I can do much more ex­per­i­ment­a­tion that way than with a pen. It’s just in the nature of the pro­cess — the lan­guage comes nat­ur­ally. I know that this is go­ing to be back­ground text, so it’s not a prob­lem if there are spelling er­rors or a bad word — I just scratch it out or whatever. It gives a pro­cess by which cer­tain con­cepts, ideas and a kind of po­etry — con­crete po­etry — start to hap­pen on the sur­face. I really en­joy that, and then I have to re­act to this back­ground text with the rest of the com­pos­i­tion and more words, however they’re writ­ten or drawn. I find that the most dif­fi­cult part. Partly as a mat­ter of visu­al bal­ance, partly be­cause I really do want there to be a ten­sion in the read­ing so that you don’t read too much or too little.

When you work on pro­jects where his­tor­ic­al cal­li­graphy is needed, do you do any re­search or is everything in your head?

Oh yeah, it’s in my head.

Do you change things or keep their tra­di­tion­al forms?

Well, it de­pends on the pro­ject. If it’s like the things I did for the Pader­born Mu­seum in Ger­many, then yes — they asked for a very cor­rect script from about the year 1000 and that’s what they got. Just watch­ing the pen do that with a mi­crolens is really won­der­ful to see. You see every fibre of the parch­ment, you see every move­ment of the quill — it’s gor­geous, so that speaks for it­self. Us­ing a purely his­tor­ic­al script is fine. If I’m do­ing, let’s see, the things I did for… something like a doc­u­ment­ary series on Henry VIII, most of that is really his­tor­ic­ally very cor­rect, but some are more dra­mat­ic. To get the cam­era in­ter­es­ted in what I’m do­ing. We took it much fur­ther than pure his­tory.

Brody Neuenschwander’s cal­li­graphy for the BBC tele­vi­sion series “Henry VIII: Mind of a Tyr­ant”, dir­ec­ted by Dav­id Sing­ton, Dox Pro­duc­tions, 2009.

There are two types of graph­ics in your work — text as text and text as an im­age. Do you feel that switch” in the pro­cess: when you think text and when you think im­ages?

There was all that talk for all these years with Green­away: text as text and text as an im­age — are they sep­ar­ate, can they be the same, can you look and read at the same time. I per­son­ally con­cluded that they can­not be — at least in the Lat­in al­pha­bet we read or we look, and cer­tainly with dif­fer­ent parts of the brain.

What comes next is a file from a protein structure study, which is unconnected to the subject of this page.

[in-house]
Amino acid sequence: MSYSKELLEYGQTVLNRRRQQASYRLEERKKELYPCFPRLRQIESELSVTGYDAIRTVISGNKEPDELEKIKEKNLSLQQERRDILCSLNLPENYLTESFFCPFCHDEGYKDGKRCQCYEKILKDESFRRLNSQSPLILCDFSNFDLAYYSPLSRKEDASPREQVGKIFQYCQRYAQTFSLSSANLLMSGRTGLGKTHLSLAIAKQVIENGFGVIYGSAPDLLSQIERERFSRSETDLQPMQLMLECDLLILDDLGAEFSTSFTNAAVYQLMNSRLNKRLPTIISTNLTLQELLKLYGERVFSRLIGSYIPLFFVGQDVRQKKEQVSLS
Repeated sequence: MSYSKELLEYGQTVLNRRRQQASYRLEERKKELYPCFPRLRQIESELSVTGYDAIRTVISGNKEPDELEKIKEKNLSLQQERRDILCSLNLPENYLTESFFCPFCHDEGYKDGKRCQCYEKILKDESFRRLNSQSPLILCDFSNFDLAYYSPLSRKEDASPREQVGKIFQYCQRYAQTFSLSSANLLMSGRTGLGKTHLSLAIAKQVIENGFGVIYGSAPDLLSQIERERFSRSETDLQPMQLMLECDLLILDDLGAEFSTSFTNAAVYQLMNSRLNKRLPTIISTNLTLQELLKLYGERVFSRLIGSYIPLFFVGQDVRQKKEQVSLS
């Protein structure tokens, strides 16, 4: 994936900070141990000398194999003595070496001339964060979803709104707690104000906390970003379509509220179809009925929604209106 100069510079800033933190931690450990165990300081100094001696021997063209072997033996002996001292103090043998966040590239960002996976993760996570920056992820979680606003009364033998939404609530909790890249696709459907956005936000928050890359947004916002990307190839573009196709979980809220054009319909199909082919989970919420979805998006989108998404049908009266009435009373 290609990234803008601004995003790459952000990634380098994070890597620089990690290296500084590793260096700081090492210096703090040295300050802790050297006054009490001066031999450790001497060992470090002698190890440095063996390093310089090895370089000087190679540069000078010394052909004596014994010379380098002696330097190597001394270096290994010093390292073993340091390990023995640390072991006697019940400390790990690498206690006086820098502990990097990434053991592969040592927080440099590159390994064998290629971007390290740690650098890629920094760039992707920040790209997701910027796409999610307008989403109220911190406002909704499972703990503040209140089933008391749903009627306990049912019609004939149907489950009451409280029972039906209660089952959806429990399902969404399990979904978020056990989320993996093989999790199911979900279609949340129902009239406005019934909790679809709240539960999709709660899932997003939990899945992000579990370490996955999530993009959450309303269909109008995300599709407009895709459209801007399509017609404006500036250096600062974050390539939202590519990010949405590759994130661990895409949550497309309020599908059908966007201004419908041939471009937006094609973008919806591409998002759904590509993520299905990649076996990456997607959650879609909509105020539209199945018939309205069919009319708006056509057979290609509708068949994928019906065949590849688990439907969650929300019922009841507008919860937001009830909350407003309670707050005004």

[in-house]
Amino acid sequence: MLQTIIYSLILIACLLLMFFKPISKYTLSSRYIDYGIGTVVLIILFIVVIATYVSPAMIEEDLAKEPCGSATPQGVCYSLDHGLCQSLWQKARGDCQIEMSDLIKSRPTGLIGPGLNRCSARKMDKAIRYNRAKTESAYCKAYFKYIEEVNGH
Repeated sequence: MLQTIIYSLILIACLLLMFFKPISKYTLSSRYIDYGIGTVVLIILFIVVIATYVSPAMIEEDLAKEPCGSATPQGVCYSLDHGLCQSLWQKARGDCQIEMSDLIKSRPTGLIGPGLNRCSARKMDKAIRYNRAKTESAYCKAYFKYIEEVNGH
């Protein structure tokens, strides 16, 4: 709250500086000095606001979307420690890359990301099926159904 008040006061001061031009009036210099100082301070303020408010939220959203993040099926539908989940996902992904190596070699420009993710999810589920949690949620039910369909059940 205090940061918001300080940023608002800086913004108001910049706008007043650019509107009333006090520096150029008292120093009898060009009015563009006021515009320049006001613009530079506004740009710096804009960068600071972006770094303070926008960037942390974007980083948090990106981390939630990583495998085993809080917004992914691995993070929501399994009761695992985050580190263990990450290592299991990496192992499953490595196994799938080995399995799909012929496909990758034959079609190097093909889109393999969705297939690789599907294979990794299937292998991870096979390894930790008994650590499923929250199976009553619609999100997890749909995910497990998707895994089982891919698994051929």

But when cre­at­ing cal­li­graphy can you think in both ways?

I al­ways write text and I al­ways write let­ters. I’m aware of the words I’m writ­ing and I’m al­ways very con­scious of the legib­il­ity level, how much I want. There is a cer­tain sense of the re­cep­tion of the word — what will an­oth­er per­son per­ceive here. But it’s also about what I will per­ceive. If I’m work­ing on something and I feel I’m read­ing too much, then I’ll get rid of some level of legib­il­ity. If I feel the bal­ance is wrong between read­ing and see­ing, then I will al­ter it — I will add legible or re­move legible ele­ments.

So it’s about con­trolling legib­il­ity and il­legib­il­ity to make it more im­age, less text” or more text, less im­age”?

Yeah, un­til I’m happy with the bal­ance. It’s about how much you let a per­son in­to your soul. A work of cal­li­graphy for me, to speak very hon­es­tly, is my pro­cess of de­cid­ing how much of me I’d like the world to see. Some­times it’s in the text but it’s also al­ways in the im­age be­cause that nev­er lies. Im­age is the truth. You could see how much has been hid­den, how much is hon­est, how much is alive, how much is a mask, how much is genu­ine — the im­age will tell you that. And the words would only some­times tell you that, I think words are trick­i­er and less trust­worthy than the im­ages. If you know how to look.

Is the pro­cess more in­tu­it­ive or ra­tion­al?

Well, I al­ways thought I was a very ra­tion­al per­son, but in re­cent years I learned that I’m just totally emo­tion­al. I have great ra­tion­al ca­pa­cit­ies and I al­ways thought that was what was lead­ing the pro­cess, but it wasn’t. The point is that yes, of course, you use your powers of reas­on, and that’s very im­port­ant for di­gest­ing, pro­cess­ing, and or­der­ing in­form­a­tion, but the real thing that makes the de­cisions is your in­tu­ition and your emo­tion. In an artist­ic pro­ject, that’s the only thing that counts. But if you don’t have the reas­on­ing powers to bring the in­form­a­tion to­geth­er, that’s no good. You need to be able to do that. If you try to do that emo­tion­ally, it would be sloppy.

There’s a thing which I call pro­fes­sion­al in­tu­ition — when you have many years of ex­per­i­en­ce and you don’t know why you make cer­tain de­cisions, be­cause all that know­ledge you have is in your sub­con­scious, you just can’t keep it on the sur­face.

Yeah, you don’t know ra­tion­ally, but you know. In bio­logy, they talk about “real” and “no­tion­al” con­sents. “No­tion­al” means you un­der­stand the idea and say “Yes, I agree with that” but “real” means that it goes right down. That doesn’t hap­pen early, you have to learn it over the years.

You’ve told me about Pro­fess­or Hans-Joachim Bur­gert whose writ­ings were very im­port­ant for you… Can you tell more about that?